Sailing row leads to Indian face-off at Asian Games venue

One spot, three candidates, and the lure of an Asiad medal. With just 24 days to go for the Asian Games to start in Jakarta, some of India’s best women sailors are stuck in the middle of a selection storm.

Written by Mihir Vasavda | New Delhi | Updated: July 26, 2018 11:06:31 am

Sailing row leads to Indian face-off at Asian Games venue Varsha Gautham won bronze at 2014 Asian Games

One spot, three candidates, and the lure of an Asiad medal. With just 24 days to go for the Asian Games to start in Jakarta, some of India’s best women sailors are stuck in the middle of a selection storm.

The Yachting Federation of India (YAI) wants the country’s top three pairs to travel to Jakarta a fortnight before next month’s Asian Games begin — not as a part of their preparation, but to engage in a battle with each other in a last-ditch attempt to determine the team for women’s 49er FX category.

The YAI is acting on a July 19 order of the Delhi High Court, which stepped in to end the long-standing impasse following a petition filed by sailor Varsha Gautham. The 2014 Asian Games bronze medallist alleged arbitrariness in the selection process, claiming that she and her crew member Sweta Shervegar deserved to be selected ahead of Ekta Yadav and Shaila Charis, the federation’s original choice.

Then, in a late twist, Chennai’s Aishwarya Nedunchezhiyan, Varsha’s former teammate, also staked her claim. To avoid further controversies, and also make the trials more competitive, the federation decided to invite her for the trials as well. The trials are likely to be held in Jakarta from August 5 to 8 — the opening ceremony is on August 18.

YAI secretary general Anil Anand said there was very little time to organise the trials in India since one team — Ekta and Shaila — is already in Jakarta, along with their boats. “So the logical option at this point is to hold a re-trial there and select the team for the Games,” Anand said.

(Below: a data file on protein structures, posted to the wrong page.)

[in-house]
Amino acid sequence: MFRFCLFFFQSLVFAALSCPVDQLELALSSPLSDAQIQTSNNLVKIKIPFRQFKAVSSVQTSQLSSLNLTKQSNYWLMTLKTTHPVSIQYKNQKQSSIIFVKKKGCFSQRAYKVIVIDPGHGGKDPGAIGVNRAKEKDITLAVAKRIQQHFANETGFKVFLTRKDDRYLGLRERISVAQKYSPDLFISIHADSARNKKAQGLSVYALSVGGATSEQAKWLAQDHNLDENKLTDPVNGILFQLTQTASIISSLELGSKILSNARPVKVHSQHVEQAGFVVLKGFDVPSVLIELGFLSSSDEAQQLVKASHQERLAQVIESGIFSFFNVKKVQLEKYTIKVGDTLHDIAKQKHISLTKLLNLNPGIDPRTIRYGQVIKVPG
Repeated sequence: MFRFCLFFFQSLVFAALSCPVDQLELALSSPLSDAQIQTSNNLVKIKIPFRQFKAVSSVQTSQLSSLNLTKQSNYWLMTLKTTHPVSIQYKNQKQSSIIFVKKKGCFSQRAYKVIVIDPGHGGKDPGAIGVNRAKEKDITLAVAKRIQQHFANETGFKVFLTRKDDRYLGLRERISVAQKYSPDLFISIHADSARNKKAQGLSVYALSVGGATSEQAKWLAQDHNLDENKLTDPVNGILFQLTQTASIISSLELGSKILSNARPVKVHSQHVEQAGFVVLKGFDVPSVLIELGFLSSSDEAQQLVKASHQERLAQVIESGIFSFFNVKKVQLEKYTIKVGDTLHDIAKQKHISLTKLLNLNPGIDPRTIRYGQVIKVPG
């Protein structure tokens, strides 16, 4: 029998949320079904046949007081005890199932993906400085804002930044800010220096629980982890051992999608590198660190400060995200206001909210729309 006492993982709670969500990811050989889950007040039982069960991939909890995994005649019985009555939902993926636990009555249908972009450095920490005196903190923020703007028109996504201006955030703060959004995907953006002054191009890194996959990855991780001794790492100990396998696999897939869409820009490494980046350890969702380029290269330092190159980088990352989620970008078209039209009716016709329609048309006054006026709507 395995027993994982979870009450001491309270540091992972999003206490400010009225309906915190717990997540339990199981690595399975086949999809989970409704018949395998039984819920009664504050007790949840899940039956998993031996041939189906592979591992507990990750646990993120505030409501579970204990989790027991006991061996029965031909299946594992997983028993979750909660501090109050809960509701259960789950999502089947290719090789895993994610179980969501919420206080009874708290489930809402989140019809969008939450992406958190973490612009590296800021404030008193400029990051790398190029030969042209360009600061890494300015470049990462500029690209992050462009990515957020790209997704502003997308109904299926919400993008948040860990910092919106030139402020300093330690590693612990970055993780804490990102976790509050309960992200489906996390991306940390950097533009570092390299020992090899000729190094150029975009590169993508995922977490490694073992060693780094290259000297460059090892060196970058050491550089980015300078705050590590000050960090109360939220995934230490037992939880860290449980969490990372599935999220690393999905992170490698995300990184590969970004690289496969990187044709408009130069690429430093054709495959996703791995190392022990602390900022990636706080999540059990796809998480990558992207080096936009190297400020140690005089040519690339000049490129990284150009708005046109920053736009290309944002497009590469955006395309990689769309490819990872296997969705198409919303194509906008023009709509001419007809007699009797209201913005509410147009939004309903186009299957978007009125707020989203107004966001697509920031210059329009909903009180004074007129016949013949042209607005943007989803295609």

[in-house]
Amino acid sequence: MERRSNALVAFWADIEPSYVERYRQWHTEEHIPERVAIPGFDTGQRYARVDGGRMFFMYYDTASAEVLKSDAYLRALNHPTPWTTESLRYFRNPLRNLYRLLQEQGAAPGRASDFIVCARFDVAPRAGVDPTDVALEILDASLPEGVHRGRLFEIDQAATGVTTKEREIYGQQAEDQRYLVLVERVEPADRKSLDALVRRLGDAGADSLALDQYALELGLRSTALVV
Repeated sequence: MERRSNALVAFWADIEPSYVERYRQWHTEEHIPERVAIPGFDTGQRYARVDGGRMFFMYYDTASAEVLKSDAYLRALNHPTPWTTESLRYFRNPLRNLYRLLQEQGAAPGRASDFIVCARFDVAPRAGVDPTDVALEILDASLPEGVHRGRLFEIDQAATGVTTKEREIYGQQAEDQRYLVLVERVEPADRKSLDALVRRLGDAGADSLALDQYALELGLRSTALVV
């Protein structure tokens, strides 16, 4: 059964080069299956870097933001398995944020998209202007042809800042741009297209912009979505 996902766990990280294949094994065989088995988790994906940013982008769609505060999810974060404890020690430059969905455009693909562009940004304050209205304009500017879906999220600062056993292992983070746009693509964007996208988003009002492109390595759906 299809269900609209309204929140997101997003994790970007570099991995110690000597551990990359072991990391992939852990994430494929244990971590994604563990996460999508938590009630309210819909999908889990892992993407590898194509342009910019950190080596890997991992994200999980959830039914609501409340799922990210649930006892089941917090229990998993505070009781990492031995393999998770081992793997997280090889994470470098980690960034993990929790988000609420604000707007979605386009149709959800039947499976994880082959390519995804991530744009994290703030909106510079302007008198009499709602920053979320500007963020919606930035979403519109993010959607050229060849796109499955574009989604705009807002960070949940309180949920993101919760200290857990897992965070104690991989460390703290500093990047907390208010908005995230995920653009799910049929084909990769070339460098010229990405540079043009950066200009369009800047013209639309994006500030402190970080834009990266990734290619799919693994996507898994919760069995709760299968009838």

The dilemma began with a selection process that looked straightforward at the beginning but got murkier as months passed by. The YAI, in its general body meeting last December, decided to conduct just one trial, as close as possible to the Games, with the winners getting selected for the Asian Games.

The race was held in Chennai in April after the coach of the Indonesian team, which was preparing for the Asiad in the Southern city, declared that the conditions there were very similar to Jakarta. Ekta and Shaila won that trial rather comfortably, finishing ahead of Aishwarya and Varsha. Sticking to the rules, the federation proposed Ekta and Shaila’s names for the Games, pending approval from the government and Indian Olympic Association.

But last month, at the Asian Sailing Championship in Jakarta, where each side could field two teams, Varsha and Sweta came from behind to win the silver ahead of the Ekta-Shaila combination. Upon their return, Varsha argued that she and her crew member should be considered for the Asian Games, since the Asian Championship medal held more significance. When the YAI did not budge, Varsha approached the Delhi High Court. While that hearing was going on, Aishwarya also cried foul, claiming she should be given a chance ahead of Varsha as she was better of the two at the selection trials held in April.

Ultimately, the court ordered the YAI to conduct fresh trials. But the story is far from over. The Indian federation hasn’t got a go-ahead from its Indonesian counterparts to rent their venue while the availability of international referee and judges too remains doubtful.

The process could end up costing the YAI up to Rs 20 lakh, which includes the cost of renting the venue, fees for the technical officials and other logistical expenses. However, more than the financial impact, the YAI is concerned that the last-minute development could cost them a medal.

The Games were seen as the best chance for Indian sailors to leave their mark on the continental level. In the previous edition, Varsha and Aishwarya won a bronze in the 29er class, the only medal India’s 15-member team could manage.

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    Ajay Narang, a senior YAI official, says they have projected at least a gold and a silver based on the sailors’ performances at the Asian Championship. “We are sure of winning the gold in the men’s section while in the women, we are slightly behind the Singaporean pair but the coach and sailors are hopeful of closing the gap,” Narang said.

    But former sailors and coaches believe a retrial so close to the Games could severely impact the medal chances. “This isn’t an ideal scenario and can impact the performance of the sailors during the Asian Games. This is a period when they should be fine tuning their preparations. Instead, the mental and physical exertion owing to a selection trial could leave them exhausted even before the Games begin,” a former sailor said.

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